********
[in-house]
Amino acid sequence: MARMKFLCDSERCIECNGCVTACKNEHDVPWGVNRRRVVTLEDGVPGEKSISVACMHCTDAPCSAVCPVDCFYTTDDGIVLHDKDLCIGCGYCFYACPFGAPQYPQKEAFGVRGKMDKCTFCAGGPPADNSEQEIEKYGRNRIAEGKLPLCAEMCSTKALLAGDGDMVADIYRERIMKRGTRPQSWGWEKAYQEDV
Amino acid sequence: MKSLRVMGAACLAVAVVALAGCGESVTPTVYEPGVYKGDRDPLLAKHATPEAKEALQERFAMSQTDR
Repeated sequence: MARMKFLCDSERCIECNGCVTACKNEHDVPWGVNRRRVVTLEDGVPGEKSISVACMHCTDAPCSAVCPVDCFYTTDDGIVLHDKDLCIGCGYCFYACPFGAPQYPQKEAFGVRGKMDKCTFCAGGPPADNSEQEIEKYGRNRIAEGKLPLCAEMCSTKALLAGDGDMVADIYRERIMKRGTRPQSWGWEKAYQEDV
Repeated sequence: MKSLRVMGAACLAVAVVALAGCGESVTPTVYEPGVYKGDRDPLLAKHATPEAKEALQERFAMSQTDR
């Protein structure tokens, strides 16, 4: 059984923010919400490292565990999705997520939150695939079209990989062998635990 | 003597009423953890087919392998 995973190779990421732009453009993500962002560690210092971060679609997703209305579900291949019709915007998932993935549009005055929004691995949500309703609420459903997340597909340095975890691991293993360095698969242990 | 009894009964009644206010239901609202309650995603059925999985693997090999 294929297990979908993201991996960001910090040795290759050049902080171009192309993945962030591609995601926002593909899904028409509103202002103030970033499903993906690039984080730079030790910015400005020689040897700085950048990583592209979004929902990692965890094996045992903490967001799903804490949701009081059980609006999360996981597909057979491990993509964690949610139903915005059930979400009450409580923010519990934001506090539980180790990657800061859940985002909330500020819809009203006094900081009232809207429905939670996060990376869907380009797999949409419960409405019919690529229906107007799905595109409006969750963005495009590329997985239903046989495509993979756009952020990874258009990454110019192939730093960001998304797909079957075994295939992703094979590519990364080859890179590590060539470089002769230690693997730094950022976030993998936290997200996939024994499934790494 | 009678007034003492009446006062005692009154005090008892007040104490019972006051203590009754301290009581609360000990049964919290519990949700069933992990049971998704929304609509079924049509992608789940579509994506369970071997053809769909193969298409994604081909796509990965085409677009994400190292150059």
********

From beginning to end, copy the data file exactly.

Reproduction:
[in-house]
Amino acid sequence: MARMKFLCDSERCIECNGCVTACKNEHDVPWGVNRRRVVTLEDGVPGEKSISVACMHCTDAPCSAVCPVDCFYTTDDGIVLHDKDLCIGCGYCFYACPFGAPQYPQKEAFGVRGKMDKCTFCAGGPPADNSEQEIEKYGRNRIAEGKLPLCAEMCSTKALLAGDGDMVADIYRERIMKRGTRPQSWGWEKAYQEDV
Amino acid sequence: MKSLRVMGAACLAVAVVALAGCGESVTPTVYEPGVYKGDRDPLLAKHATPEAKEALQERFAMSQTDR
Repeated sequence: MARMKFLCDSERCIECNGCVTACKNEHDVPWGVNRRRVVTLEDGVPGEKSISVACMHCTDAPCSAVCPVDCFYTTDDGIVLHDKDLCIGCGYCFYACPFGAPQYPQKEAFGVRGKMDKCTFCAGGPPADNSEQEIEKYGRNRIAEGKLPLCAEMCSTKALLAGDGDMVADIYRERIMKRGTRPQSWGWEKAYQEDV
Repeated sequence: MKSLRVMGAACLAVAVVALAGCGESVTPTVYEPGVYKGDRDPLLAKHATPEAKEALQERFAMSQTDR
């Protein structure tokens, strides 16, 4: 059984923010919400490292565990999705997520939150695939079209990989062998635990 | 003597009423953890087919392998 995973190779990421732009453009993500962002560690210092971060679609997703209305579900291949019709915007998932993935549009005055929004691995949500309703609420459903997340597909340095975890691991293993360095698969242990 | 009894009964009644206010239901609202309650995603059925999985693997090999 294929297990979908993201991996960001910090040795290759050049902080171009192309993945962030591609995601926002593909899904028409509103202002103030970033499903993906690039984080730079030790910015400005020689040897700085950048990583592209979004929902990692965890094996045992903490967001799903804490949701009081059980609006999360996981597909057979491990993509964690949610139903915005059930979400009450409580923010519990934001506090539980180790990657800061859940985002909330500020819809009203006094900081009232809207429905939670996060990376869907380009797999949409419960409405019919690529229906107007799905595109409006969750963005495009590329997985239903046989495509993979756009952020990874258009990454110019192939730093960001998304797909079957075994295939992703094979590519990364080859890179590590060539470089002769230690693997730094950022976030993998936290997200996939024994499934790494 | 009678007034003492009446006062005692009154005090008892007040104490019972006051203590009754301290009581609360000990049964919290519990949700069933992990049971998704929304609509079924049509992608789940579509994506369970071997053809769909193969298409994604081909796509990965085409677009994400190292150059």